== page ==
It’s official: it’s autumn in the Northern Hemisphere (which is where Astropotamus lives). And as everyone knows, on the equinox, there are equal parts day and night, right? Oh, and that you can balance an egg on its end, too. Surely this is all true?
Shortest post ever: No. Now, let’s take a closer look.
Celestial orbits are simple in one’s mind but complex in reality. Lots of things make our trip around the sun not quite perfect when you look closely at it. Plus, there’s that darned atmosphere. More about that in a moment. Let’s start with what an equinox is.
Latin for equal night (roughly translated), the equinox happens twice a year when the Earth make its tilted, elliptical way ’round the sun and occurs at the exact moment when, if you were standing on the equator, the sun would be exactly directly overhead. Then it’s gone. It happens for a brief moment and it’s over. This happens once in late March and six months later in late September.
There are lots of resources for learning about the equinox and how it’s defined and when it will be (the next time a fall equinox will be on September 21, the day most people think it is, will be 2092). You can go find them yourself. What I want to talk about is why we don’t see equal parts day and night. Oh, and why the equinox doesn’t make eggs stand on end.
“Day” is when the sun is visible with an unobstructed view of the horizon. Today, that’s mostly at sea on a calm day, but use your imagination and pretend there are no trees, buildings, or cell towers. If you stand in your yard (or street or tennis court or flight deck) and look at the eastern horizon in the morning, you will, on a cloudless day, eventually see the sun. But the sun is not a point of light. It’s a huge ball of gas and even from 93,000,000 miles away, it’s so big that it looks like it’s about the size of your pinky fingernail held at arm’s length (so does the moon, by the way, which is why we have total solar and lunar eclipses). So you’ll see a slice of the sun come up and get bigger and bigger, and when it goes down at nighttime in the west, you’ll see it get smaller and smaller until it shrinks to a sliver and then is gone.
So you see the sun for longer than it’s really “daytime” because the sun isn’t a point of light that’s “on” and then “off.” This is complicated by our old friend, the atmosphere. The same reason that the UARS satellite isn’t falling to Earth in a predictable fashion causes us to see the sun before it’s actually up over the horizon. This is called refraction and it’s is why light bends and makes rainbows, among other things. You’re actually able to see the sun before the sun rises, and depending on the size of the atmosphere (believe it or not, it gets bigger during solar activity [this is why UARS is not being predictable]), it can expand and contract, and thus refract more or less.
This is starting to make my head hurt. Luckily, there’s only a few more reasons why we don’t have equal days and nights on the equinoxes. The first is altitude. The higher you are, the sooner you’ll see the sun and the longer you’ll see the sun for on that day. Denver sees more sun than Kansas City, even though they’re about the same latitude, because Denver is a mile higher and can see the sun for a few minutes more each day than Kansas City does.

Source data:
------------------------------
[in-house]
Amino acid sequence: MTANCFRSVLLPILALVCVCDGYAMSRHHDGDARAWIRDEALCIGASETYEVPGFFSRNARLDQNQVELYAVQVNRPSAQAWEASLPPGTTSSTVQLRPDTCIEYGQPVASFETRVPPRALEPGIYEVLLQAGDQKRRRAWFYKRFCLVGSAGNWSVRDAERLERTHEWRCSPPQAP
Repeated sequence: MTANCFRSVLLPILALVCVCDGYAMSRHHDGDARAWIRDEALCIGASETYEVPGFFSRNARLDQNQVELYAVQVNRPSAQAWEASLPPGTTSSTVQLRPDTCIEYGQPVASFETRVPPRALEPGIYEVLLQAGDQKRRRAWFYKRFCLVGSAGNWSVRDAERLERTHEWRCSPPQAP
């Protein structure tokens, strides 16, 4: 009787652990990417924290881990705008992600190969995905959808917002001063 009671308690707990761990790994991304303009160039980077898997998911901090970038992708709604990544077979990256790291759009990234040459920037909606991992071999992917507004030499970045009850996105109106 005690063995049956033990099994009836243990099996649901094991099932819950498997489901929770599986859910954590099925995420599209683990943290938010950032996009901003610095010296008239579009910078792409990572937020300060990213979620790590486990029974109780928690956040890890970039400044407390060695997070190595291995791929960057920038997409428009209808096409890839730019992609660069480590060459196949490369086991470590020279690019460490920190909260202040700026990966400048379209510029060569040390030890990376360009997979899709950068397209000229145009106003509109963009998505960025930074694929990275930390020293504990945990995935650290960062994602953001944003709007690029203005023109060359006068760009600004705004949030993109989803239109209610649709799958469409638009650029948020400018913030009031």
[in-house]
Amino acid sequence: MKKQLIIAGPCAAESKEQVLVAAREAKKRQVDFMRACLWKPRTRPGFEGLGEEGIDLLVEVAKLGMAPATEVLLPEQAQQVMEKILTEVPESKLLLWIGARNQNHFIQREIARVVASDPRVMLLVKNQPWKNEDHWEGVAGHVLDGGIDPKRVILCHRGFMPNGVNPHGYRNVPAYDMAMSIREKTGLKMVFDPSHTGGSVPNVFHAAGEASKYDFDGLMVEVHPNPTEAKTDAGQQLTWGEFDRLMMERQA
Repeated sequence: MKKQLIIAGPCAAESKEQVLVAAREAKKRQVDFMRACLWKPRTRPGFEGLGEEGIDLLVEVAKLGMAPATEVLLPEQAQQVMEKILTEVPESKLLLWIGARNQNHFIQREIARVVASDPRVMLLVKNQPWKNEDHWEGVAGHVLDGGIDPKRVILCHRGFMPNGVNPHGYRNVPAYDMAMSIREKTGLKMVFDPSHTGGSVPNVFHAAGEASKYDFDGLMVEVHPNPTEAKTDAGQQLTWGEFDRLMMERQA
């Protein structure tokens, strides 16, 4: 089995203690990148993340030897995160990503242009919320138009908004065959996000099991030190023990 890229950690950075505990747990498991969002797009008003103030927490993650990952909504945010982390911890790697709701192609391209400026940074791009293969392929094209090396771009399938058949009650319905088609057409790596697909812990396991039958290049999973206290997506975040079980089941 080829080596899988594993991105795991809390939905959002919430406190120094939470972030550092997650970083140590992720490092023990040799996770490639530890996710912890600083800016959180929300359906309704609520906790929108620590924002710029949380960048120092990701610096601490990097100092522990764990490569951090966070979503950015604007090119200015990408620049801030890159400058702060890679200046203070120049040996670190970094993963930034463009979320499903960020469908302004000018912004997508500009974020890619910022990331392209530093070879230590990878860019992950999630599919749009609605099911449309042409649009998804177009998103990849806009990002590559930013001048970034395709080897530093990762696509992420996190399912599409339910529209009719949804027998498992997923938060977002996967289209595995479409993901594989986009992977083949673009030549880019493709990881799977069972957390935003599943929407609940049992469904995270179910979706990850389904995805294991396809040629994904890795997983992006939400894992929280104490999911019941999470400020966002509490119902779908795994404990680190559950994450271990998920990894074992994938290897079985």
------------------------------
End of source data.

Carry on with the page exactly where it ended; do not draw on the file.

The last thing we’ll consider is latitude itself. This is how far up or down from the equator you are. Remember – the Earth is not round, it’s egg-shaped. As you get nearer to the poles, the diameter shrinks faster than if you were simply getting close to the “pole” of, say, a basketball. This causes the local curvature of the surface to be lesser or greater depending on where you are, which makes daylight longer or shorter as a result.
The only times that the length of day is equal to the length of night is actually a few days before the spring equinox and a few days after the fall equinox. This is called the equilux and occurs because there’s actually about 14 minutes more of sunlight on the fall equinox, so you have to wait a few days until the day shrinks enough to be equal to the night. The reverse is true in spring, so you have to catch it a few days early. The equilux also depends on what your latitude is and there are no equiluxes on the equator. Man, sometimes the simplest things can be so complex because of such esoteric things as egg-shaped planets.
Oh, that reminds me. Do eggs stand up on their own on the equinox? Traditionally, this is done on the Spring Equinox, with raw eggs, as a symbol of rebirth and growth and blah blah blah. And yes, you can stand an egg on its end on the equinox. Really. You can! Try it! And then do it a week later. And then a month later. And then two months after that during the solstice. You’ll find it works every day, not just the equinox. You just have to have patience. It’s not weird science and it’s not gravitational alignment, it’s center of gravity and little, teensy-tiny bumps on the egg shell that cause it to be able to stand up on a smooth surface.
And if you’re having trouble getting your egg to stand up, it’s even easier on not-so-smooth surfaces. Failing that, put a little pile of salt down first, get your egg to stand up in it, and then gently blow the excess salt away. Take your picture now and have eggs Benedict later!